It saddens our hearts to report that Dallas, indeed the entire U.S., has lost one of its most significant architects: Cole Smith.
Cole was born in 1926 and died August 25. He was married to interior designer extraordinaire Sherry Hayslip Smith, who rightfully called her beloved husband “a national treasure.”
“Cole Smith’s life and work have been inseparable. Dedicated to preserving and promoting craftsmanship, he has mastered many crafts and found patrons to underwrite the work of others,” she said. “A lover of history, he has woven it into his architecture. Compelled to infuse design into everything he does, his philanthropies, hobbies, and pleasures involve creating unique and beautifully crafted structures and objects, or preserving existing ones.”
It is going to take some research to write about all the homes he has designed in Dallas, significant homes, classic homes, beautiful homes. I believe he was one of the most prolific architects of our time. Cole designed more than homes, he designed great buildings that will live on in this city and beautify North Texas long after we are all departed. And they were not all mega-mansions.
“His belief in the imperative of preserving architectural history has inspired an abundance of restorative work. One example is the restoration of the Lyles home; one of the oldest homes in Garland, Texas, which later became the centerpiece of the Garland Landmark Museum and earned Smith the appreciation of Mayor Ruth Nicholson and the Garland City Council.”
But of course, Cole Smith designed hundreds of homes and other structures throughout the United States and abroad for some of the most wealthy patrons in the U.S., which architects have always done throughout history. Cole Smith often became their educator as well as their architect, often for life.
“He is widely esteemed within the dual worlds of high art and high craft. He established Smith Ekblad & Associates in Dallas, Texas in 1959, with a commitment to the design of lasting structures of exceptional quality. While the firm does contemporary work, period residential and commercial structures are of the greatest interest. The signature of a Smith Ekblad building is in the elegance apparent from the foundation and structure through to the final finished details.”
Smith’s work has been highly published, he was the recipient of numerous awards including several First Place ASID national and regional awards, a Craftsmanship Award, President’s Certificate, and President’s Gavel, all from the Dallas chapter of CSI, and a Citation of Honor from the Dallas chapter of AIA. Smith was named a Fellow of the American Institute of Architects in 1993.
And he never stopped working, thinking, or problem-solving: he was also an engineer. And a painter. Last time I saw him in one of his beautiful homes, he was displaying his canvasses and they were amazing.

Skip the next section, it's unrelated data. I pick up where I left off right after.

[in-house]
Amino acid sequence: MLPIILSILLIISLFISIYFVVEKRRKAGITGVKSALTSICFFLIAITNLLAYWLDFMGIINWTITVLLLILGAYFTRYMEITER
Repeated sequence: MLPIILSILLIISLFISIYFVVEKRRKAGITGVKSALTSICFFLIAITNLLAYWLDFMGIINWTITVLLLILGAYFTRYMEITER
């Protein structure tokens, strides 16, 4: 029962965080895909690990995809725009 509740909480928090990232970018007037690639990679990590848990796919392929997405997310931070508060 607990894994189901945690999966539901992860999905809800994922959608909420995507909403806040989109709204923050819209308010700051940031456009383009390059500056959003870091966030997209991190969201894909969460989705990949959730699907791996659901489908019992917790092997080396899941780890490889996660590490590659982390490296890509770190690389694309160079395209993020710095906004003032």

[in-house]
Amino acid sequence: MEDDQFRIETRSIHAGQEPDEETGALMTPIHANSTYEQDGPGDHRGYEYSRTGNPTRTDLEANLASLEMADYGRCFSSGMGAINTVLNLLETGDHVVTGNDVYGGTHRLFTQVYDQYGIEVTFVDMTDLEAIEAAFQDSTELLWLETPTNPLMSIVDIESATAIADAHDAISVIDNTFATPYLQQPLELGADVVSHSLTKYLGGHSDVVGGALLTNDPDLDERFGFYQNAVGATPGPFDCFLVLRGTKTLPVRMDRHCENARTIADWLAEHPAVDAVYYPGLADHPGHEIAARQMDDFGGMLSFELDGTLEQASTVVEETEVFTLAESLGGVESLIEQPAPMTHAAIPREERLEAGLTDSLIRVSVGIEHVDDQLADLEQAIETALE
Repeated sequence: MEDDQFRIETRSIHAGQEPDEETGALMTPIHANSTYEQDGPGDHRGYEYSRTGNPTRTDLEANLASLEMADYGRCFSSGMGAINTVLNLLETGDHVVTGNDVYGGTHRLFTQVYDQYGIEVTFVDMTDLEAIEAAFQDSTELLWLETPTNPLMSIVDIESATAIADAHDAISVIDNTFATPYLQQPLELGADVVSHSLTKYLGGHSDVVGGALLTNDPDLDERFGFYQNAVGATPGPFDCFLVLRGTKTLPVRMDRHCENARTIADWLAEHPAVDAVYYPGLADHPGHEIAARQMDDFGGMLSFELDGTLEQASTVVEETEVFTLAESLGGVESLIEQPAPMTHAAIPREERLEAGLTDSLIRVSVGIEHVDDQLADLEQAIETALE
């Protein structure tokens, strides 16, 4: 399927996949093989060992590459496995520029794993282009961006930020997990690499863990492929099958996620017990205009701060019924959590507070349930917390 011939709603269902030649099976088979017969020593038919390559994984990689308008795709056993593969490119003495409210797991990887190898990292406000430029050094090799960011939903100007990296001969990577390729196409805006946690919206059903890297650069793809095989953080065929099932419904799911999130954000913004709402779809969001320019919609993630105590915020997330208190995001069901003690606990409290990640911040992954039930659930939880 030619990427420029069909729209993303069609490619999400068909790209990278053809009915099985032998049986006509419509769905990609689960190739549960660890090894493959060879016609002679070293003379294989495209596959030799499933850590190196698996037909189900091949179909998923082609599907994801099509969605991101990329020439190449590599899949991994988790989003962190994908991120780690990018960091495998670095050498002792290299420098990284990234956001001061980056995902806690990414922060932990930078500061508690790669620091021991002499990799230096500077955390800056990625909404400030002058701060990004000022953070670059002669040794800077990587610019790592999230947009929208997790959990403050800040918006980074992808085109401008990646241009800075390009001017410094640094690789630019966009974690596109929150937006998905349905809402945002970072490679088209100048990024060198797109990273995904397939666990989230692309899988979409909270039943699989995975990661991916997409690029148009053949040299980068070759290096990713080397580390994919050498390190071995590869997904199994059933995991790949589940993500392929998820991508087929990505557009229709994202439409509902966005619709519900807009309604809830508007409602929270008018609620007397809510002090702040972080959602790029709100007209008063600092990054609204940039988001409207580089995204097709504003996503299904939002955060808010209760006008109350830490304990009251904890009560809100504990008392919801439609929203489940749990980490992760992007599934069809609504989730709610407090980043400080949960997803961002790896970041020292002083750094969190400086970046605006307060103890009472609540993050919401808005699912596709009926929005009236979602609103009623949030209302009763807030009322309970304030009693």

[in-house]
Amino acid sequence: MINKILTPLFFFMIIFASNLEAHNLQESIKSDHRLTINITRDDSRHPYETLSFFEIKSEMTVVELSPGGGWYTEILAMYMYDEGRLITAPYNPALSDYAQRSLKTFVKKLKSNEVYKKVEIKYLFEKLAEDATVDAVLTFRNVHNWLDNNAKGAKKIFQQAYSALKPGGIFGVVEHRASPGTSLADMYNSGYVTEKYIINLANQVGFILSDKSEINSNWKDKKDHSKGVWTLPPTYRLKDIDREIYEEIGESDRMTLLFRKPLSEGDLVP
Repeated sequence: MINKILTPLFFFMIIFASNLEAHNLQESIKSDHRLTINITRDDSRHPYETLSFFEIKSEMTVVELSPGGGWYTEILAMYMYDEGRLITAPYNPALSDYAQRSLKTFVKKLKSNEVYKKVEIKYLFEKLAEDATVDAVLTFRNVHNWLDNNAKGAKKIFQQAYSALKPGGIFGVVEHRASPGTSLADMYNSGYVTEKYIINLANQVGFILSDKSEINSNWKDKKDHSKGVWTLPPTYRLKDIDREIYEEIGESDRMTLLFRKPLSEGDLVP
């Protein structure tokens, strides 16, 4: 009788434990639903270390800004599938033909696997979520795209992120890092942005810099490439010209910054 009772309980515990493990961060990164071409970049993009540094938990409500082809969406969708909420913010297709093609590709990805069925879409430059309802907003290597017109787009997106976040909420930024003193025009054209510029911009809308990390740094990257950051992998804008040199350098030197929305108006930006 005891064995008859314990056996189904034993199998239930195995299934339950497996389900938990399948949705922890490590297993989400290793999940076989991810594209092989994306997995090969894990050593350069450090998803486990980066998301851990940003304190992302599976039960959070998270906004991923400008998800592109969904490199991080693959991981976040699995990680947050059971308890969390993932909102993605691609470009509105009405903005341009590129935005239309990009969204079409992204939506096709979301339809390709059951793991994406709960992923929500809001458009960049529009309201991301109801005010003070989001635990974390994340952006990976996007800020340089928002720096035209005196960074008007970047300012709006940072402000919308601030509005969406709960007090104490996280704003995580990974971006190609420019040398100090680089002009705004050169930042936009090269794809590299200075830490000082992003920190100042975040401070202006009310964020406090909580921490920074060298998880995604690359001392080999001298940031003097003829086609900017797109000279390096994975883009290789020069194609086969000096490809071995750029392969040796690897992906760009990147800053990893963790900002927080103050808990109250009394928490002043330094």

His clients adored him so much they threw him parties and honors constantly. He was a member and active participant in the Design Leadership Summit and Leaders of Design, a patron of the Dallas Museum of Art and the Dallas Opera. Cole Smith had interests in just about everything, including alternative energy sources (including experiments in solar and wind energy), and the environment. He never ceased to probe or experiment. He also designed and engineered almost everything used in his homes, from the hardware to hooks and door knobs.
As I said, too many homes and places to collect in this writing, but I do recall Cole telling me he believed the best home he ever designed was for Dick and Jinger Heath of BeautiControl fame, at 4707 Park Lane. That home burned when it was owned by Scott Ginsburg. He designed the first home of Joyce and larry LaCerte, also on Park Lane, which was sold to Kelcy Warren and one of the most expensive home sales in Dallas history. He designed at least one other property for Kelcy as well as changes to 5323 Park Lane. He designed the Tolleson’s home on Hunters Glenn and devised the He designed the Herman and Mimi Lay estate at 4935 Radbrook Place in Preston Hollow, which was torn down. He designed the somewhat notorious Braden Power house (truth: I adore Braden P.) which has a swimming pool in the main foyer, which was sold to Lee Bailey, who then sold to Real Housewives of Dallas star Stephanie Hollman.
This beautiful estate at 6767 Hunters Glen is really Cole Smith’s Opus. Every bit of metal in the estate was custom-designed and hand-forged by Cole himself. That means every door handle, stopper, door knob, window handle, hinge, and drawer pull on an 11,500-plus square foot house. All the windows open by turning a custom “Lobster Claw” bronze handle. The handles on the abundant French doors are also custom “Lobster Claws.” All the air vents are custom-created grates of varying shapes and sizes, each to complement the room it’s in — a standard in any Smith home. Most of the estate’s chandeliers were also hand-forged and designed by Cole, and then wired to electrify.
The crowning glory may well be the solarium at 6767 Hunter’s Glen, with its coated rotating metal panels, custom-designed by Cole himself: each metal leaf opens and slides out while rotating to completely cover the sunroof should the Texas sun get too bright. Then, like a flower, the leaves retract as they fold back in, one tucking under the other, at the push of a button.
Rest in peace, dear friend, and thank you for the incredible beauty you brought to all of us. You will be greatly, greatly missed.